Medical secure messaging system gives patients, providers ability to communicate with convenience
February 5, 2013
What if you were able to talk to your primary care provider without making an appointment and waiting at the clinic, possibly for hours?
More than 9,000 Womack Army Medical Center patients are already doing this and more through the Army Medicine Secure Messaging Service. Secure messaging through a partnership with RelayHealth, a connectivity and health information technology company, lets patients log onto a secure website where they can set up appointments, renew prescriptions, get lab results and even have an 'e-visit' with their provider, said Mary Coburn, WAMC Department of Family Medicine senior nurse manager.
"It's not through their email. They have a separate sign-on to this (web) site which makes it HIPAA (Heath Insurance Portability and Accountability Act of 1996.)
The HIPAA requires establishment of national standards for electronic health care transactions while addressing security and privacy of health data. The act was meant to encourage widespread use of electronic health care data in the United States to improve the efficiency and effectiveness of the nation's healthcare system.
The Fayetteville and Hope Mills community primary care clinics were the first to use AMSMS in April 2011, with 40 percent of the clinics' patients using AMSMS. Other clinics were to be on board by September 2012, added Laura Mota, WAMC DFM health system specialist.
"What I saw was that patients, providers and staff really like it because you can message back and forth with your provider and request appointments. The provider can also do what is called an 'e-visit.' If I (sent a message to the provider) saying 'I'm coughing and have a sore throat. What should I do?', they can actually send you back a series of questions like they would ask you if you were in the office. When you answer those, they can often make a diagnosis. You could potentially be treated without having to have a face-to-face visit," said Coburn.
AMSMS also gives providers the ability to send health care education materials tailored to different types of patients.
For example, diabetics who are having difficulty injecting their insulin shots can message their provider who in turn sends back links to websites and videos on how to properly take insulin. All information sent by the provider has been approved through the Army Medical Command, said Coburn.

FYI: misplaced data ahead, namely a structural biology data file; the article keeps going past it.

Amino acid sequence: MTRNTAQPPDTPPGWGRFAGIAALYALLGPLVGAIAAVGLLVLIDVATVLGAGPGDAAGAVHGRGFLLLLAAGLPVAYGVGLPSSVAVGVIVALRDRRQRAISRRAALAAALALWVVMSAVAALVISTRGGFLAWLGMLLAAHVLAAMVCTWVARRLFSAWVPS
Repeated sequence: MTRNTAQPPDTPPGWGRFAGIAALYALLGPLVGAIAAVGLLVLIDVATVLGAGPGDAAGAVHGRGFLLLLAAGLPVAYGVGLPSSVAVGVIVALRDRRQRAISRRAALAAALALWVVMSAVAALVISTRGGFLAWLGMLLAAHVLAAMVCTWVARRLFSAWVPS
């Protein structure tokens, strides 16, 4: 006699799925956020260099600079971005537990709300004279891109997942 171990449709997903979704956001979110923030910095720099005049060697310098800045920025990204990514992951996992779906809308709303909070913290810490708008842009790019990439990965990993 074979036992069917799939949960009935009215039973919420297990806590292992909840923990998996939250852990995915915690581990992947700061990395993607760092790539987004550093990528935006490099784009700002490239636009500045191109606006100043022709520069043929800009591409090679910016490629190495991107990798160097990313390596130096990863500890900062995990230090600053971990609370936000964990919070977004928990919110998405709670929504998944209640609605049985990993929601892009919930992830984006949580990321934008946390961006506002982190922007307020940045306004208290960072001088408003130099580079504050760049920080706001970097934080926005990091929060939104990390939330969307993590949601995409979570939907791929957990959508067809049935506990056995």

Mota experienced first hand how well the system worked when she realized she was going to run out of two medications while she was on leave during Christmas. "I had enough for two weeks but I was going to run out in the middle (of my leave.) At 10 o'clock at night, I was on my computer sending a message to my provider. By 10 o'clock the next morning, I had an answer back from the nurse telling me they put in a 30-day prescription for me. (The message also included) all of the blood work I needed to have done, all the instructions, everything right there," she said.
"When I looked at this, I was so impressed. Most people work so it's very difficult to get a hold of somebody by phone. By using this (service), it was just like that -- I could print out instructions to know when my appointment was, what kind of things I needed to do for my bloodwork. It was very thorough and convenient," Mota added.
All communication through AMSMS gets moved into the patient's medical records, added Coburn.
"That's one complaint we have with patients, playing phone tag and trying to reach somebody because everybody works," said Mota.
This allows convenience for the staff as well.
"Instead of having four calls lined up, the nurse can answer each query in a timely manner and patients can access messages at any time," said Coburn.
To register for AMSMS, patients must first come in for an appointment at their clinic's front desk. The participant will receive a form to fill out when they check in. All identification such as military ID cards, addresses and telephone numbers are first verified before an invitation is sent to the patient through the AMSMS portal.
"It's another step but I think it's appropriate just because they're verifying that person is who they say they are," said Mota.
Once a clinic has 20 percent of their patients enrolled in AMSMS, providers will have time built into their day so they can enroll patients and talk about the service.
Some providers will even sign up patients during a routine visit, Coburn said.
Both Mota and Coburn said they can see improvements in the system.
"There's a savings in resources and time. We call these asynchronous visits, a visit that doesn't require face-to-face. It's not as expensive as bringing a patient in. For health insurance companies in the private sector, they're reimbursing for this because it does save money," said Coburn.
"We get RVU (relative value units) credits for those communications. This is how we look at visits and workload in outpatient use," she said.
"If the registered nurse can handle most of this on a call instead of the provider, that's letting people in who really need to be seen by the provider," added Mota.
Mota stressed that AMSMS is not a substitute for urgent care but for use in routine care only. The Army gives providers up to 72 hours to respond to the patient through AMSMS, however WAMC's goal is to answer within 24 hours, said Coburn.
"It's not meant to be a response in two hours," she added.
To sign up for AMSMS, contact your primary care clinic.